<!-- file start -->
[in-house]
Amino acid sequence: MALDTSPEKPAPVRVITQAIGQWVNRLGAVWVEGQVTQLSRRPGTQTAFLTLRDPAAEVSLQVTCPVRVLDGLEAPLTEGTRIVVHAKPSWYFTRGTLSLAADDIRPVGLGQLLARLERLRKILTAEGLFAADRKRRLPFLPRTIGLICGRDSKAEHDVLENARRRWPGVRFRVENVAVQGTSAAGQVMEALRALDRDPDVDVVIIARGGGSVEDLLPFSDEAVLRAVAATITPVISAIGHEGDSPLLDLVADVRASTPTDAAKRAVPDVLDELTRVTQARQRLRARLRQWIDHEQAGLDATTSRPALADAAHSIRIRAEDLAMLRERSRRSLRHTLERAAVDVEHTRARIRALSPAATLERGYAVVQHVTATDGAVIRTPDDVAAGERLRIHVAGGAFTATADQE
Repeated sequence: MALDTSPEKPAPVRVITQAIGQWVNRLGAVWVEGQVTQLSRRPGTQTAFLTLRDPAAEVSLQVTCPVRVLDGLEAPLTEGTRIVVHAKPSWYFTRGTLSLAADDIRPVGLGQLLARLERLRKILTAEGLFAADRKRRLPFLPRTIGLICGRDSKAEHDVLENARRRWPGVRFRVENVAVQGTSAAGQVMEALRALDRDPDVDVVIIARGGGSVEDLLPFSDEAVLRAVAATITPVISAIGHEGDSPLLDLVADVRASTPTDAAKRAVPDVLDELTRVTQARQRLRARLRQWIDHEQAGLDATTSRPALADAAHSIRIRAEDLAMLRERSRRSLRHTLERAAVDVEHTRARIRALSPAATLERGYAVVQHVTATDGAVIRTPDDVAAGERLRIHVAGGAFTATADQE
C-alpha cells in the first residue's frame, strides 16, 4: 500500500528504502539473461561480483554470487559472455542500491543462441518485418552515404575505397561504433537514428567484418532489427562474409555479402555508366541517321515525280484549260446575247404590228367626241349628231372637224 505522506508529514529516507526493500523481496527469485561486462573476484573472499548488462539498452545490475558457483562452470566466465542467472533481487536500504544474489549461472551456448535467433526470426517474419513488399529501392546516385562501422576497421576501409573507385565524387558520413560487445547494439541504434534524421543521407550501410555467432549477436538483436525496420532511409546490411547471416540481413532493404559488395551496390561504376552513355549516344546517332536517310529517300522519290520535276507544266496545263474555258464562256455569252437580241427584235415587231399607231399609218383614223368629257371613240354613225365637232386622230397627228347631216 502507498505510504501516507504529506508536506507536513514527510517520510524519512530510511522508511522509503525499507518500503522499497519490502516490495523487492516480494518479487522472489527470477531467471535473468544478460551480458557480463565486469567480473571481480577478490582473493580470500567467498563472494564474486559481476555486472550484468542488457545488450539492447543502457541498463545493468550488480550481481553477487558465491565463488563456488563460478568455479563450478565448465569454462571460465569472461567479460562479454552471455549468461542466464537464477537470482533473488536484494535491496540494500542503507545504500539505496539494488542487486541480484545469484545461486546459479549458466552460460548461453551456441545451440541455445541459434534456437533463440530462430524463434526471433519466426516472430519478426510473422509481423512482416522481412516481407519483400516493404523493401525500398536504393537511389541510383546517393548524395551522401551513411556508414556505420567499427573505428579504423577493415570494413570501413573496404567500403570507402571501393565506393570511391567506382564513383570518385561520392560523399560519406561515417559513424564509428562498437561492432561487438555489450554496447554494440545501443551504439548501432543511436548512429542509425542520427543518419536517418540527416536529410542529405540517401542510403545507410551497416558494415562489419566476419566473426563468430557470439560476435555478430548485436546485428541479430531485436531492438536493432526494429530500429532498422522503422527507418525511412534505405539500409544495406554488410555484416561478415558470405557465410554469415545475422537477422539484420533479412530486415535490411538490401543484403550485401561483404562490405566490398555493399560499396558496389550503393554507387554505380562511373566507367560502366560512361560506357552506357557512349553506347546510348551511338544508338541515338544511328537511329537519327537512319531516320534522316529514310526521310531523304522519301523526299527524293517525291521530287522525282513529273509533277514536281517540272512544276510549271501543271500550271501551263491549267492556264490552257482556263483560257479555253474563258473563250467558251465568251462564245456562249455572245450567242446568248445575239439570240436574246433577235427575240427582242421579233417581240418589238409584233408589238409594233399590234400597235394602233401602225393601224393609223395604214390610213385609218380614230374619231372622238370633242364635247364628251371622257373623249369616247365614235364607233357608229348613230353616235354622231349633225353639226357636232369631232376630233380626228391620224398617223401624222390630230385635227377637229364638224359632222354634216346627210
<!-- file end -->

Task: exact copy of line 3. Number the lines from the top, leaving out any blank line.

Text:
Repeated sequence: MALDTSPEKPAPVRVITQAIGQWVNRLGAVWVEGQVTQLSRRPGTQTAFLTLRDPAAEVSLQVTCPVRVLDGLEAPLTEGTRIVVHAKPSWYFTRGTLSLAADDIRPVGLGQLLARLERLRKILTAEGLFAADRKRRLPFLPRTIGLICGRDSKAEHDVLENARRRWPGVRFRVENVAVQGTSAAGQVMEALRALDRDPDVDVVIIARGGGSVEDLLPFSDEAVLRAVAATITPVISAIGHEGDSPLLDLVADVRASTPTDAAKRAVPDVLDELTRVTQARQRLRARLRQWIDHEQAGLDATTSRPALADAAHSIRIRAEDLAMLRERSRRSLRHTLERAAVDVEHTRARIRALSPAATLERGYAVVQHVTATDGAVIRTPDDVAAGERLRIHVAGGAFTATADQE